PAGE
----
Suppose German or French institutions started calling North American women Americanerin or Canadieuse (singular) and Americanerinnen or Canadieuses (plural)—when writing in English. Men would be Americaner or Canadieux.
How would North Americans feel about being referred to by strange-sounding, bowdlerized versions of foreign languages?
Enter Latinx, a term in vogue today. It’s the same phenomenon. English speakers are applying it to Spanish-speaking and -surnamed people.
Sen. Elizabeth Warren tweeted, “When I become president, Latinx families will have a champion in the White House.” Her fellow Bay State senator, Ed Markey, posted on Facebook, “We need to stand up to support the Latinx community in Massachusetts.”
My alma mater, Williams College, has 734 web pages that invoke the term. A 2017 symposium dwelt on “US Colombianidades and the Future of Latinx Studies.”
The stated aim was “to share work and stimulate an interdisciplinary conversation on Colombianxs in the United States.”
Latinx is a substitute for Latino, a category that the U.S. government adopted for the 2000 census, and for Hispanic, a term that the Ford administration created ex nihilo in 1975 for classification purposes and the Carter administration included in the 1980 census. All refer to what former Vice President Joe Biden has called the “incredibly diverse” Spanish-speaking or -surnamed peoples originating from Tijuana and Santo Domingo in the north to Buenos Aires and Tierra del Fuego in the south.
Unlike Latino and Hispanic, however, the government did not create or adopt Latinx.
Florida University professor Cristobal Salinas Jr. says “the ‘x’ was first introduced in a Puerto Rican psychological periodical to challenge the gender binaries encoded in the Spanish language. ... The first noticeable usage of the term Latinx was at a university with the purpose to be more reflective of a gender-inclusive student organization.”
In other words, advocates adopted the term as necessary for “inclusion, especially for those who are LGBT and gender-nonconforming. ... The term was coined within queer internet groups. That was where it was used first and foremost,” said María R. Scharrón–del Río, a professor of psychology at Brooklyn College. It’s a “gesture toward linguistic intersectionality,” wrote Jeffrey Herlihy-Mera, a humanities professor at the University of Puerto Rico at Mayagüez.
Few people like being called Latinx, however.
A Pew poll shows that 3 percent of the target population uses the term. Nor, according to a 2012 BBC Brazil report citing another Pew survey and a Medium article citing a 2015 University of São Paulo survey, does it much like Latino and Hispanic.
Rather, people prefer to be called Argentine, Mexican, Panamanian, Paraguayan, Chilean, etc., possibly with “-American” appended if they’re U.S. citizens. In Portuguese-speaking Brazil, with its historical separation from Spanish-speaking countries, only 4 percent consider themselves Latino, let alone Latinx.
Although “the racial [sic] category Latino” (and similarly Hispanic) “is profoundly dependent on the United States’ imperial perspective,” at least Latino is a Spanish-sounding word that follows Spanish grammar, and Hispanic does not pretend to be anything other than an English word.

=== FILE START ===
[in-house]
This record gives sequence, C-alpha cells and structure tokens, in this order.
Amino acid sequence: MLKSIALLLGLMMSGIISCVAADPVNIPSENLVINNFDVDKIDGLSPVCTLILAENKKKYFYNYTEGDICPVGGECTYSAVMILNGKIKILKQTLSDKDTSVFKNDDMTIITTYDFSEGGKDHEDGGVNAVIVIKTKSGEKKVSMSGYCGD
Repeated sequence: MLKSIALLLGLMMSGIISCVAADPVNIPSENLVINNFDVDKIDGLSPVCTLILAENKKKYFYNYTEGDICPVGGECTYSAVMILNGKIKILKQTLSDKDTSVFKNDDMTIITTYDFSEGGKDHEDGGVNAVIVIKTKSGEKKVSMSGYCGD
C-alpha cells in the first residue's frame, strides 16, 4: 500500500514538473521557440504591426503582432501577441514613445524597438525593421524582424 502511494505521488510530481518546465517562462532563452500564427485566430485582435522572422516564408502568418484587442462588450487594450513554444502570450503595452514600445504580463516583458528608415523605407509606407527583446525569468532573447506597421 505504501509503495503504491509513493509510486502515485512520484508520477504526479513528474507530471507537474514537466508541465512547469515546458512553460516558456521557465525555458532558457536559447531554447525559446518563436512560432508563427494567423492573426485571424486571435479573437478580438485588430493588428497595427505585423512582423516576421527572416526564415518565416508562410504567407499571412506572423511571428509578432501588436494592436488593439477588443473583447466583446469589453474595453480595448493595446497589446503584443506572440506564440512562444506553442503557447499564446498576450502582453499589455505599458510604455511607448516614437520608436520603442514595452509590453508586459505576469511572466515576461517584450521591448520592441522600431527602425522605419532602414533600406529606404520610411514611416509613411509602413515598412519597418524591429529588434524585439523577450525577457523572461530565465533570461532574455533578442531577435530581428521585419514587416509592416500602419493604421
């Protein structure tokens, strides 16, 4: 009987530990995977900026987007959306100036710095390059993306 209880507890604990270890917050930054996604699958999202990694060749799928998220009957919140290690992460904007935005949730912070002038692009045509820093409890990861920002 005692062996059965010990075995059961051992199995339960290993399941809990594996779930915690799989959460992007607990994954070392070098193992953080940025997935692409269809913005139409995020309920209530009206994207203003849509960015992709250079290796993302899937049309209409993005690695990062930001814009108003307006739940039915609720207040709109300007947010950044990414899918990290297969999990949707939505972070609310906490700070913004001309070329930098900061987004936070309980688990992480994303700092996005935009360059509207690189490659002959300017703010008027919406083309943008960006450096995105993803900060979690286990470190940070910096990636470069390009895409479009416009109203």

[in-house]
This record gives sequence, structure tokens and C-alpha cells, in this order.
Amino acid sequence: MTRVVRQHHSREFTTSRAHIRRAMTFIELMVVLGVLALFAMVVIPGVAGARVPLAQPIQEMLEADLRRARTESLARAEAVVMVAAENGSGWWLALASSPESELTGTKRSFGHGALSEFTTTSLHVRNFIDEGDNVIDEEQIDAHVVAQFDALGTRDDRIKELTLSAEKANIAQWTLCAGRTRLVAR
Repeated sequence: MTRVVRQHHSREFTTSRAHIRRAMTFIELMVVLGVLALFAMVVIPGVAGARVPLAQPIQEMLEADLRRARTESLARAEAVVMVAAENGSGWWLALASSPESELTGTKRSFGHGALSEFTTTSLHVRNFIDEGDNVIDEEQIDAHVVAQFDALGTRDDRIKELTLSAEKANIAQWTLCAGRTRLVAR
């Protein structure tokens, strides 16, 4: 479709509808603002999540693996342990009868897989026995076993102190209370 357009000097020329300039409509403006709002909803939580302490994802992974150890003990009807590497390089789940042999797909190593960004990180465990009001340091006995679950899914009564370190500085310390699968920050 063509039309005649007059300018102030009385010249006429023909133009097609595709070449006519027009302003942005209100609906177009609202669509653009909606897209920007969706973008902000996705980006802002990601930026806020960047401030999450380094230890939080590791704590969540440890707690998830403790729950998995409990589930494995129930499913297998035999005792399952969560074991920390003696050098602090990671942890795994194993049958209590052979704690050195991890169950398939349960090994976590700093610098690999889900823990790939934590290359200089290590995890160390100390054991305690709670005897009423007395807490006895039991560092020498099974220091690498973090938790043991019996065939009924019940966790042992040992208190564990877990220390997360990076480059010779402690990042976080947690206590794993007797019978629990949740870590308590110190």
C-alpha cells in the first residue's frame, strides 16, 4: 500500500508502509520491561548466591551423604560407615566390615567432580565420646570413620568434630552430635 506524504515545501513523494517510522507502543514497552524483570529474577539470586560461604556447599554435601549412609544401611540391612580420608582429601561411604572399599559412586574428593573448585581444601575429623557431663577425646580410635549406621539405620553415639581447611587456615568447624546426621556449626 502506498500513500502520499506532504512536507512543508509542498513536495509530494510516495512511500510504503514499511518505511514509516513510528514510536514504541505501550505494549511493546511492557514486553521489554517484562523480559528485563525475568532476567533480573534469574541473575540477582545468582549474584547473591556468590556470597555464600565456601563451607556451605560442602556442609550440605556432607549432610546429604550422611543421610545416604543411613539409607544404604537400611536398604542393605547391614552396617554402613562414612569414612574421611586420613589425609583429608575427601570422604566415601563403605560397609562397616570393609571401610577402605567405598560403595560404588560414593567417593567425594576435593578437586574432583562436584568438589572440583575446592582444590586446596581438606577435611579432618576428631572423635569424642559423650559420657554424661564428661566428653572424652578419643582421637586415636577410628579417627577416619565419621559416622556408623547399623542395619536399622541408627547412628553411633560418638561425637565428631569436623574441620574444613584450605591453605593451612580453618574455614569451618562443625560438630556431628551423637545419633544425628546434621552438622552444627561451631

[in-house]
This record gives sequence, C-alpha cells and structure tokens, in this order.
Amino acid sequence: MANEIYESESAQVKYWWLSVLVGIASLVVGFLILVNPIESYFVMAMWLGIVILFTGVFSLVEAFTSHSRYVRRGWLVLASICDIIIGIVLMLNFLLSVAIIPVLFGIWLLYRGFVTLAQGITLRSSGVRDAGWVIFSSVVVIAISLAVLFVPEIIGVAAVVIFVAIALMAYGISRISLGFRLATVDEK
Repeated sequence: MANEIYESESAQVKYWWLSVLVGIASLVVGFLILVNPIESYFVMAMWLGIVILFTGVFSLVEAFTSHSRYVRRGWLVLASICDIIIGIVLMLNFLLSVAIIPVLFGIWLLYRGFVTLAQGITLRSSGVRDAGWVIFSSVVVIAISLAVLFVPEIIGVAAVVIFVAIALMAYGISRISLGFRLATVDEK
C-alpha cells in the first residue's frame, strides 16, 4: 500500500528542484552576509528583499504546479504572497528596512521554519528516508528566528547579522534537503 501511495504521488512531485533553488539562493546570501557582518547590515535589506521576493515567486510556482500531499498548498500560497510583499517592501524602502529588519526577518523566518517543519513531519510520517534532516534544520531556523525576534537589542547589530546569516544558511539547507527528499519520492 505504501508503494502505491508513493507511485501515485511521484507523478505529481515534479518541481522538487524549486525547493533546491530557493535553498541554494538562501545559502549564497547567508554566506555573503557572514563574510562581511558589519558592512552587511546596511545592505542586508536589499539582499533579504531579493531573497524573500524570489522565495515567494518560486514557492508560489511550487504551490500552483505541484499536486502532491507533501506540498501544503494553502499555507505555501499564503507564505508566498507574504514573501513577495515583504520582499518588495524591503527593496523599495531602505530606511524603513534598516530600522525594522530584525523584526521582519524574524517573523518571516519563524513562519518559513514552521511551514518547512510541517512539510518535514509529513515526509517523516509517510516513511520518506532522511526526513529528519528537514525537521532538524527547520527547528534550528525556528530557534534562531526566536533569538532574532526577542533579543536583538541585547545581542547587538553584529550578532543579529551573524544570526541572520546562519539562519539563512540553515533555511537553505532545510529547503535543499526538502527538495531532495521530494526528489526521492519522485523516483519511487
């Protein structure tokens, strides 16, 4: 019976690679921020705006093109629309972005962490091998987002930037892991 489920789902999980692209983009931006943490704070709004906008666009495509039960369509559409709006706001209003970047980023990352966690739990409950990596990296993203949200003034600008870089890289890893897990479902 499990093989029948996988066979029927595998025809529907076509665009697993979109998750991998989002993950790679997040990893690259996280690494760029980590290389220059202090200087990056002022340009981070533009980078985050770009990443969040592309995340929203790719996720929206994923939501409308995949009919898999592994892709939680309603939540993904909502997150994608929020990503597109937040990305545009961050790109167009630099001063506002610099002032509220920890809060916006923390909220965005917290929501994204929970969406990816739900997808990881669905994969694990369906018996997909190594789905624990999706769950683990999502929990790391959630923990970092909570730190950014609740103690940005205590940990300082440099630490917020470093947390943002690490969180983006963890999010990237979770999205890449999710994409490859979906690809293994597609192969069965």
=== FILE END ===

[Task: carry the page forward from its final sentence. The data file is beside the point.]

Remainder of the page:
What makes Latinx singularly awkward is that it is an artificial, Esperanto-like construct devised by United States advocates. It bears no relation to the language or culture of the peoples it designates. A Basque woman named Arantxa Elixabete Matxin might relate to Latinx. But to most, “Latinx may feel like an imposition by activists. It’s also too clever by half for Romance-language speakers accustomed to gendered nouns,” wrote the eminent linguist John McWhorter in an Atlantic article titled “Why Latinx Can’t Catch On.”
McWhorter’s too-clever-by-half assertion is borne out by proponents’ struggle to place logical limits on substituting x for o and a to describe Spanish-surnamed or -speaking people. If the idea behind Latinx is not to exclude gender-fluid people, then why not rename Los Olvidados, Luis Buñuel’s 1950 film classic, Lxs Olvidadxs?
We don’t know whether any of the actors or the characters they portrayed were gender-fluid, so why take the chance of slighting someone with the potentially offending os?
Same with los desaparecidos who were victims of Chile’s and Argentina’s so-called dirty wars. Or los niños héroes, Mexico’s equivalent of our defenders of the Alamo in Texas. Should the Tijuana street known as calle Niños Héroes be renamed calle Niñxs Héroes?
Finally, since angels have no physical form, why retain the linguistically masculine name of California’s largest city? Lxs Angeles, anyone?
The hard-to-pronounce and profoundly non-Spanish Latinx is unlikely to become common parlance. But as former Portuguese finance minister António Bagão Félix wrote in an op-ed in 2016, “What is certain is that the so-called ‘ideology of gender’ is also gauged by the language used, and thus, any deviation ... is soon criticized vehemently and with exasperation,” as we see in English-speakers’ debates over pronouns.
Meanwhile, the guardian of the Spanish language, Spain’s Real Academia Española, declines to recognize Latinx.
Ted Stroll is an attorney, translator and amateur linguist who lives in San Jose.Opinions are the author’s own and do not necessarily reflect those of San Jose Inside. Send op-ed pitches to [email protected].